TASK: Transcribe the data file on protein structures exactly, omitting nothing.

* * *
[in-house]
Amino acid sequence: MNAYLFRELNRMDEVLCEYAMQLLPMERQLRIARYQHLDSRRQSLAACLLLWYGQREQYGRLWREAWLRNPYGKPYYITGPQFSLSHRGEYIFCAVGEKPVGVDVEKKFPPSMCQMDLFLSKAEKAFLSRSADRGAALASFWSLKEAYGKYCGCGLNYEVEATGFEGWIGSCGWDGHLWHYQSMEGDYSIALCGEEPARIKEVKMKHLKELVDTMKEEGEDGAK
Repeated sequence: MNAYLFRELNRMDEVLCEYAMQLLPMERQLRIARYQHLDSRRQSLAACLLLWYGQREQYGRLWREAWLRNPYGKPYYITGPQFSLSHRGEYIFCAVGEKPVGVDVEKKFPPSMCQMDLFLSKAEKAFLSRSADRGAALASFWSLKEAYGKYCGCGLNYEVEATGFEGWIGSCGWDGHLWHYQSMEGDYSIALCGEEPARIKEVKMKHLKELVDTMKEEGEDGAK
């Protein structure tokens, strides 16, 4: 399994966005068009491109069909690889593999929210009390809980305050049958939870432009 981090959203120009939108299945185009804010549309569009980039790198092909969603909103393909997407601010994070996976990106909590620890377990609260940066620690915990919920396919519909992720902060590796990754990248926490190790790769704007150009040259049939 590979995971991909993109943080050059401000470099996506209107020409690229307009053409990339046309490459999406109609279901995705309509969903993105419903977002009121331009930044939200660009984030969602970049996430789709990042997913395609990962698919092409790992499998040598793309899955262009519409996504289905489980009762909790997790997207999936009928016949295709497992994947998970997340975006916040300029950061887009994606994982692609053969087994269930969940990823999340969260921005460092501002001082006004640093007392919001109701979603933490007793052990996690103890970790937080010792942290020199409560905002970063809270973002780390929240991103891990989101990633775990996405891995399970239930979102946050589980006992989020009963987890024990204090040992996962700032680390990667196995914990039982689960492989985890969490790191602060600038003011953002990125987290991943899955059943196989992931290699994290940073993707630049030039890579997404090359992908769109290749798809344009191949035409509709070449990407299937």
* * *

[in-house]
Amino acid sequence: MNAYLFRELNRMDEVLCEYAMQLLPMERQLRIARYQHLDSRRQSLAACLLLWYGQREQYGRLWREAWLRNPYGKPYYITGPQFSLSHRGEYIFCAVGEKPVGVDVEKKFPPSMCQMDLFLSKAEKAFLSRSADRGAALASFWSLKEAYGKYCGCGLNYEVEATGFEGWIGSCGWDGHLWHYQSMEGDYSIALCGEEPARIKEVKMKHLKELVDTMKEEGEDGAK
Repeated sequence: MNAYLFRELNRMDEVLCEYAMQLLPMERQLRIARYQHLDSRRQSLAACLLLWYGQREQYGRLWREAWLRNPYGKPYYITGPQFSLSHRGEYIFCAVGEKPVGVDVEKKFPPSMCQMDLFLSKAEKAFLSRSADRGAALASFWSLKEAYGKYCGCGLNYEVEATGFEGWIGSCGWDGHLWHYQSMEGDYSIALCGEEPARIKEVKMKHLKELVDTMKEEGEDGAK
């Protein structure tokens, strides 16, 4: 399994966005068009491109069909690889593999929210009390809980305050049958939870432009 981090959203120009939108299945185009804010549309569009980039790198092909969603909103393909997407601010994070996976990106909590620890377990609260940066620690915990919920396919519909992720902060590796990754990248926490190790790769704007150009040259049939 590979995971991909993109943080050059401000470099996506209107020409690229307009053409990339046309490459999406109609279901995705309509969903993105419903977002009121331009930044939200660009984030969602970049996430789709990042997913395609990962698919092409790992499998040598793309899955262009519409996504289905489980009762909790997790997207999936009928016949295709497992994947998970997340975006916040300029950061887009994606994982692609053969087994269930969940990823999340969260921005460092501002001082006004640093007392919001109701979603933490007793052990996690103890970790937080010792942290020199409560905002970063809270973002780390929240991103891990989101990633775990996405891995399970239930979102946050589980006992989020009963987890024990204090040992996962700032680390990667196995914990039982689960492989985890969490790191602060600038003011953002990125987290991943899955059943196989992931290699994290940073993707630049030039890579997404090359992908769109290749798809344009191949035409509709070449990407299937």